This blog has been one of my very finest efforts of procrastination. Honestly, if they were giving awards, I would be up for the top prize. Why? Well…I just like to research, plan, draft, re-research, redraft, and then sit on things for a while… Sound familiar? If so, you are not alone! And if not, bear with me. I had a lightbulb moment: The insecurities that arose when co-facilitating my first program with Yogahood Australia are the same little gremlins that kept me from typing my first words here – fear of not being enough, not knowing enough and somehow not being prepared. So I made a few notes to self, some bullet point antidotes to these feelings of scarcity when engaging in yoga service, in the hope that they will be useful to others feeling the same way. Let’s go.
1. Being you is being of service.
A seemingly simplistic statement, I know, but it stands its ground. I have been co-delivering yoga sessions for young people experiencing mental health issues, and found that one of the most important things I can do as a facilitator is to practice authenticity - or what Brené Brown describes as ‘letting go of who we think we’re supposed to be and embracing who we are’. This can be scary, but always pays off. Moments where I’ve said a lame joke and had an internal slow-motion cringe only to be met with laughter, or I’ve fell out of a posture with a giggle and seen someone else feel free to do the same, tells me that practising authenticity is important. Be you, and you create space for others to be themselves.
2. Not knowing is an opportunity for learning. Take it!
Whilst wanting to start volunteering with as much knowledge as possible, I quickly realised that not knowing - and being open about what I don’t know - is okay. Actually, it’s more than okay. Whilst I love studying yoga and have a (previously mentioned) tendency to over-research, I’ve learnt that offering inclusive, trauma sensitive, community yoga is less about knowing and more about learning from and connecting with those in the room. Listening, learning about, and being adaptive to individual and group needs is the best way to offer appropriate tools for wellbeing, resilience and self-empowerment. So take the opportunity to learn – often the participants will be your best teachers!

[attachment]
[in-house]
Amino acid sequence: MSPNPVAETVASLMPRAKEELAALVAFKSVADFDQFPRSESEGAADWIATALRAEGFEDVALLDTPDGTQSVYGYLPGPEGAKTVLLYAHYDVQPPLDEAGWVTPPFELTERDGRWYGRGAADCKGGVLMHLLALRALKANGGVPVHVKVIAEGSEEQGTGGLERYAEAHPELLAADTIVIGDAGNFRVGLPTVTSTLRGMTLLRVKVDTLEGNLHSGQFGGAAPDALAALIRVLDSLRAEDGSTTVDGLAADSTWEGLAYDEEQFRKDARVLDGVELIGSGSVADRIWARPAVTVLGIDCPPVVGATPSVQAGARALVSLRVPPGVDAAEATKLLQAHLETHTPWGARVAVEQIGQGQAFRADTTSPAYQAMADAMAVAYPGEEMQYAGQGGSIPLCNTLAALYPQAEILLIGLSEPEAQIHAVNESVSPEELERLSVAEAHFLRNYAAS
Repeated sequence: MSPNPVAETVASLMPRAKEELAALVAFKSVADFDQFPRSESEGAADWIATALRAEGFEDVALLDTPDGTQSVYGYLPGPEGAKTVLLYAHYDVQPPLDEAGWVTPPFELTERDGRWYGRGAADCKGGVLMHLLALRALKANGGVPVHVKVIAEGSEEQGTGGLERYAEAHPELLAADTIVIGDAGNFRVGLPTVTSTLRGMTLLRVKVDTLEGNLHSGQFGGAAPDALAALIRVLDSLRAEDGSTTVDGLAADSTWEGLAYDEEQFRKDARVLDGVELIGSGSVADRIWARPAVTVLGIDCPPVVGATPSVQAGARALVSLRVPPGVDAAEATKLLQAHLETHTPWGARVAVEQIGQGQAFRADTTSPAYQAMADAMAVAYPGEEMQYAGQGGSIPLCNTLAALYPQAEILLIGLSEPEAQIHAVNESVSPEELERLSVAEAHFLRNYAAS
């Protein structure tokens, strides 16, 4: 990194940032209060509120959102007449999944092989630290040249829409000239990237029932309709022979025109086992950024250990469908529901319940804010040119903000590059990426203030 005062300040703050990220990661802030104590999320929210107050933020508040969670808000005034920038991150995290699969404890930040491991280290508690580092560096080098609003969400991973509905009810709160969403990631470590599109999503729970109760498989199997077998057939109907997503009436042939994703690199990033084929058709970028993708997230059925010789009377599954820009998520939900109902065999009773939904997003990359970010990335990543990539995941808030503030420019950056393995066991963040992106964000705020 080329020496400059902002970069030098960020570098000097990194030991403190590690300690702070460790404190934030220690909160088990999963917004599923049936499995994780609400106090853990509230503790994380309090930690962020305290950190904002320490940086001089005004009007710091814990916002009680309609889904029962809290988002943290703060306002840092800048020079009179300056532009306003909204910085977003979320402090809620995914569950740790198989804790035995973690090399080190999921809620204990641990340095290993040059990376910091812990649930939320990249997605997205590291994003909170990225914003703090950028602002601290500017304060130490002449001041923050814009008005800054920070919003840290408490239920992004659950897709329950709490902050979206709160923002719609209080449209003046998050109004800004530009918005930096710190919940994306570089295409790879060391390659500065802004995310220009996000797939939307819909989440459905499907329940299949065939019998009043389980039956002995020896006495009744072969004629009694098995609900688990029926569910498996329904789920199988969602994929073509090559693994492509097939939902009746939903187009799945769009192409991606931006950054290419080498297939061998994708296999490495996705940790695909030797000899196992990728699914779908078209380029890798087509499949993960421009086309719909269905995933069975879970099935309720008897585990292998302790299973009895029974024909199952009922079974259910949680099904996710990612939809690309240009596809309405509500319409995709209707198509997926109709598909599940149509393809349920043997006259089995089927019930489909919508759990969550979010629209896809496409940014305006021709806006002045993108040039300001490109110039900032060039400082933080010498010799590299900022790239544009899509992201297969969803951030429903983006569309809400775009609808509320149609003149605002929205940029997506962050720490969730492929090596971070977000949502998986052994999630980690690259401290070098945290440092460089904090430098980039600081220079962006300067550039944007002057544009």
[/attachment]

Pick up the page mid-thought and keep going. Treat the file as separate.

3. Just show up.
In the past, I’ve let the fear of being underprepared keep me from showing up. A subset of worries that my brain likes to bake up are anxieties around saying or doing the wrong thing because I don’t know better, or haven’t brainstormed seven thousand hypothetical situations and appropriate responses. It’s in times like this where the famous words of Maya Angelou are a saving grace; ‘do the best you can until you know better. Then when you know better, do better’. Another way of putting this is – just show up.
4. Trust the process.
A final note: Beginning your journey into yoga service is a process - trust it! You won’t have all of the answers straight away, despite any previous yoga training or experience, not to mention any eleven page volunteering manuals you decide to develop before your first session just in case (what? I didn’t do that…). Be kind to yourself and remember that as the old cliché goes, you can’t pour from an empty cup.
In summary; be you, be human, lean into not knowing. Show up, trust the process, and enjoy. A worthy array of tote bag slogans, and some solid notes to self that may also be useful for you in beginning your own journey.
Cassidy is a volunteer yoga teaching with Yogahood Australia. She contributes her time and teaching skills to our outreach programs, bringing yoga to communities in need.